In May 2013, Cassidy introduced the Energy Consumers Relief Act of 2013 (H.R. 1582) to require the Environmental Protection Agency (EPA) to submit reports to both the United States Congress and the United States Department of Energy regarding proposed regulation that would have significant compliance costs (an impact of over $1 billion).[22][23] The Department of Energy and Congress would then have the option of stopping or altering the EPA proposal.[22]

In 2013, due to the American Medical Association's decision to officially recognize obesity as a disease, Senators and Representatives, including Cassidy, helped introduce legislation to lower health care costs and prevent chronic diseases by addressing America's growing obesity crisis. Cassidy said the Treat and Reduce Obesity Act can be a part of the new technologies that were developed to help Americans fight obesity. This legislation would help empower physicians to use all the methods and means to fight the condition.[24]

In June 2013, Cassidy supported a House-passed bill that federally banned abortions after 20 weeks of pregnancy.[25] Also in 2013, Cassidy circulated a draft letter opposing an immigration reform bill, asking for signatures. Representative Mark Takano, a high school literature teacher for 23 years, marked it up in red pen like a school assignment and gave it an F, with comments like, "exaggeration -- avoid hyperbole," and "contradicts earlier statement."[26]

Cassidy co-sponsored an amendment to the Homeowner Flood Insurance Affordability Act in 2014 to limit annual premium increases for flood insurance, re-instate the flood insurance program's grandfathering provision, and eliminate a provision which required an increase to actuarial levels when a home is sold.[27]

Cassidy was a vocal opponent of the Patient Protection and Affordable Care Act (commonly called ObamaCare or the Affordable Care Act). Citing his background as a physician in a state-run public hospital, Cassidy argued that the health overhaul advocated by President Barack Obama would fail to lower costs and give too much decision-making authority to the federal government.[28] On September 11, 2014, the House passed legislation sponsored by Cassidy, the Employee Health Care Protection Act of 2013 (H.R. 3522; 113th Congress), which would enable Americans to keep health insurance policies which do not meet all the requirements of the Affordable Care Act.[29]

Cassidy supported the Lowering Gasoline Prices to Fuel an America That Works Act of 2014 (H.R. 4899; 113th Congress), a bill that would revise existing laws and policies regarding the development of oil and gas resources on the Outer Continental Shelf.[30] The bill is intended to increase domestic energy production and lower gas prices.[31][32] He argued that the bill "would allow us to take advantage of our natural resources and expands our energy manufacturing and construction industries."[33]

Committee assignments (113th Congress)


Cassidy's membership in Congressional caucuses:[35]

  • Bi-Cameral Congressional Arthritis Caucus
  • Bi-Partisan Congressional Pro-Life Caucus
  • Bi-Partisan, Bi-Cameral Congressional Task Force on Alzheimer’s Disease
  • Community College Caucus
  • Congressional Allergy and Asthma Caucus (Co-Chair)
  • Congressional Arts Caucus
  • Congressional Azerbaijan Caucus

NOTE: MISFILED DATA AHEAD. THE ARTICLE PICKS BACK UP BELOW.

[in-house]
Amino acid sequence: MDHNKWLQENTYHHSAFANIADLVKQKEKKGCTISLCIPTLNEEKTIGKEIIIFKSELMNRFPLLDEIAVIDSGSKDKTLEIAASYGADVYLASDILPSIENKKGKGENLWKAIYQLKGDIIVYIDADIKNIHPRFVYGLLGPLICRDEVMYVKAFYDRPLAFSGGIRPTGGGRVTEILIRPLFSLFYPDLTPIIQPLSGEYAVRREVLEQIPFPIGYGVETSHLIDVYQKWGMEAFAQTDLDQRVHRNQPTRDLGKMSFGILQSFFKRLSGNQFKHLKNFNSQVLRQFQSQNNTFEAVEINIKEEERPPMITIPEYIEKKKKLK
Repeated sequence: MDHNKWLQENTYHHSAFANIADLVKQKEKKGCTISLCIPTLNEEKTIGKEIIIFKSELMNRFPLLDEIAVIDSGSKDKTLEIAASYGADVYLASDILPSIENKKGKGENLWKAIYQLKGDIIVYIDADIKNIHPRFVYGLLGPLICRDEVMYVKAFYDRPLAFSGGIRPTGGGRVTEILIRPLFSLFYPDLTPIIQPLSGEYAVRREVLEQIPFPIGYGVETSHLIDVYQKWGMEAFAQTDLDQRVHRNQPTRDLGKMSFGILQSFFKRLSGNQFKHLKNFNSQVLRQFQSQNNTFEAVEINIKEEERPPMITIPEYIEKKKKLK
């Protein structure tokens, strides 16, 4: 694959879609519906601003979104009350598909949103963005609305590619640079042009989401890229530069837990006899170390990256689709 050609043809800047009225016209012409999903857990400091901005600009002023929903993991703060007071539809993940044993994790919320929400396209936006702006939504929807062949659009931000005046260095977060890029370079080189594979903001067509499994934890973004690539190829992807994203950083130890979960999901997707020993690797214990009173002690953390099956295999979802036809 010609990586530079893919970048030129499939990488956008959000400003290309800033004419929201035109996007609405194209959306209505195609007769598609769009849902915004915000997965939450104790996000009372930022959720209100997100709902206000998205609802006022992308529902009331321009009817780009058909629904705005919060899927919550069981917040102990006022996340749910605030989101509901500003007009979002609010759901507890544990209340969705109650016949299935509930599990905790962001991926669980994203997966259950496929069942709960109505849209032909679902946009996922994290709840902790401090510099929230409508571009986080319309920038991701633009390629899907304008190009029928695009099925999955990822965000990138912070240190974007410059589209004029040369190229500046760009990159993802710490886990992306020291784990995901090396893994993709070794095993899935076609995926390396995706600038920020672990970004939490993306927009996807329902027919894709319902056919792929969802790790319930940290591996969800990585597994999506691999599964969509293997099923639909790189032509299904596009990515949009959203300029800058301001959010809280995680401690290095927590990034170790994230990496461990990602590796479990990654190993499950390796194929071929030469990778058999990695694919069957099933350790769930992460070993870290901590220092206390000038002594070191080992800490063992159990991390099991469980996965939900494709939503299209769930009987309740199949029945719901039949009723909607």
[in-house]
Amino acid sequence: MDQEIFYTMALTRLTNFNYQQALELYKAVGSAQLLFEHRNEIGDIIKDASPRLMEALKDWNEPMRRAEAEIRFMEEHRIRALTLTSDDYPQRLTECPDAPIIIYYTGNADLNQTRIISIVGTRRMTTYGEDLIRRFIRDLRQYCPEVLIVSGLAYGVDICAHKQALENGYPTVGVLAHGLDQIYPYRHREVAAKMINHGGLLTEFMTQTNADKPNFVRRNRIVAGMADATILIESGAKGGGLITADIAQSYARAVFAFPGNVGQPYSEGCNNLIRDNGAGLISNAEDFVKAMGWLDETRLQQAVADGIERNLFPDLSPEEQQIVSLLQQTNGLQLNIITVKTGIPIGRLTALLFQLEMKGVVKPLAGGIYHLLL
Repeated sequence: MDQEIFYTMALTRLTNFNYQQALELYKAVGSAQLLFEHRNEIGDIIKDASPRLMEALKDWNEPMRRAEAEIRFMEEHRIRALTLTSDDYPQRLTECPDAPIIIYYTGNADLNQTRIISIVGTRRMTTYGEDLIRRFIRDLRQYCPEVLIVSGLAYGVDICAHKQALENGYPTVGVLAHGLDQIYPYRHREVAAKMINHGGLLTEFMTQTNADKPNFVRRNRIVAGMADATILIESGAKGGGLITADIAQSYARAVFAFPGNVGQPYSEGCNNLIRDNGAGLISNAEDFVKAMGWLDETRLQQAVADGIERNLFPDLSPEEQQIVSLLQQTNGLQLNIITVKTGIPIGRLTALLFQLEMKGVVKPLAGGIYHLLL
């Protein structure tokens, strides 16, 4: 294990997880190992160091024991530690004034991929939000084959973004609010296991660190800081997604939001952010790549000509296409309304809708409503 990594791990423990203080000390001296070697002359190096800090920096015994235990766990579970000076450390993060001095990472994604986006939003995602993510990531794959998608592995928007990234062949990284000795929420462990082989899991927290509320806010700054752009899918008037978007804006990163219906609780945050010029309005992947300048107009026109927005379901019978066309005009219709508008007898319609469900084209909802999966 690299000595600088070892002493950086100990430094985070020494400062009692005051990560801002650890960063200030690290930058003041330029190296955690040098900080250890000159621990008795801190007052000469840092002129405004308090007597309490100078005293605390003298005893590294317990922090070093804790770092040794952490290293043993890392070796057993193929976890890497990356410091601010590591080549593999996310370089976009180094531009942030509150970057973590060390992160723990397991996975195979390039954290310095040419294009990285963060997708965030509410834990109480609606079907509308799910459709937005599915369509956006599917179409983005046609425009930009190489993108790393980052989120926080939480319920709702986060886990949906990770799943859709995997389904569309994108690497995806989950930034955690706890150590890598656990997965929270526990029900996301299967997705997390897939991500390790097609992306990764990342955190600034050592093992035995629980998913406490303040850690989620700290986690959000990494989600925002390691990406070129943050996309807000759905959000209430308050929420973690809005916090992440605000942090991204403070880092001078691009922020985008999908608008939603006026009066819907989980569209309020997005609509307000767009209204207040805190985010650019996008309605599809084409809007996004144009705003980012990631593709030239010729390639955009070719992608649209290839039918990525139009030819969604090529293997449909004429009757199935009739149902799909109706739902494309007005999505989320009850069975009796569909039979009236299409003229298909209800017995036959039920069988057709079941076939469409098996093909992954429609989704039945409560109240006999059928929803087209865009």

• Congressional Biomass Caucus
  • Congressional Caucus on India and Indian Americans
  • Congressional Caucus on U.S.-Turkish Relations and Turkish Americans
  • Congressional Chicken Caucus
  • Congressional Coalition on Adoption
  • Congressional Contaminated Drywall Caucus (CCDC)
  • Congressional Diabetes Caucus
  • Congressional Down Syndrome Caucus
  • Congressional Dyslexia Caucus (Co-Chair)
  • Congressional Fire Services Caucus
  • Congressional Fragile X Caucus
  • Congressional French Caucus
  • Congressional Gulf Coast Caucus
  • Congressional Health Care Caucus
  • Congressional Hearing Health Caucus
  • Congressional International Conservation Caucus
  • Congressional Kidney Caucus
  • Congressional Military Family Caucus
  • Congressional Military Sexual Assault Prevention Caucus
  • Congressional Multiple Sclerosis Caucus
  • Congressional National Guard Caucus
  • Congressional Prayer Caucus
  • Congressional Rice Caucus
  • Congressional School Health and Safety Caucus (Co-Chair)
  • Congressional Services Caucus
  • Congressional Shipbuilding Caucus
  • Congressional Sportsmen’s Caucus
  • Congressional Task Force on Childhood Obesity
  • Congressional Transparency Caucus
  • Congressional Zoo and Aquarium Caucus
  • GOP Doctors Caucus
  • Mitochondrial Disease Caucus
  • PORTS (Ports Opportunity, Renewal, Trade, and Security) Caucus
  • USO Congressional Caucus
  • House Tea Party Caucus
  • Republican Study Committee

U.S. Senate

Bill Cassidy at Hudson Institute, May 2015

Committee Assignments

2014 U.S. Senate election

Cassidy ran for the U.S. Senate in the 2014 election, in which he was endorsed by Republican Senator David Vitter. He defeated three-term incumbent Democratic Senator Mary Landrieu in the run-off election held on Saturday, December 6, 2014, receiving 56% of the vote to Landrieu's 44%. It was the first Republican victory for the seat since William P. Kellogg in 1883.[36][37]

Electoral history

United States Senate, Louisiana (2014)

Runoff Election, December 6, 2014

Candidate Affiliation Support Outcome
Bill Cassidy Republican 712,330 (55.94%) Elected
Mary Landrieu Democrat 561,099 (44.06%) Defeated

General Election, November 4, 2014

Candidate Affiliation Support Outcome
Mary Landrieu Democrat 619,402 (42.08%) Runoff
Bill Cassidy Republican 603,048 (40.97%) Runoff
Rob Maness Republican 202,556 (13.67%) Defeated
Thomas Clements Republican 14,173 (0.96%) Defeated
Brannon McMorris Independent 13,034 (0.89%) Defeated
Wayne Ables Democrat 11,323 (0.77%) Defeated
William Waymire Democrat 4,673 (0.32%) Defeated
Vallian Senegal Democrat 3,835 (0.26%) Defeated

United States House of Representatives, 6th District of Louisiana (2012)

General Election, November 6, 2012

Candidate Affiliation Support Outcome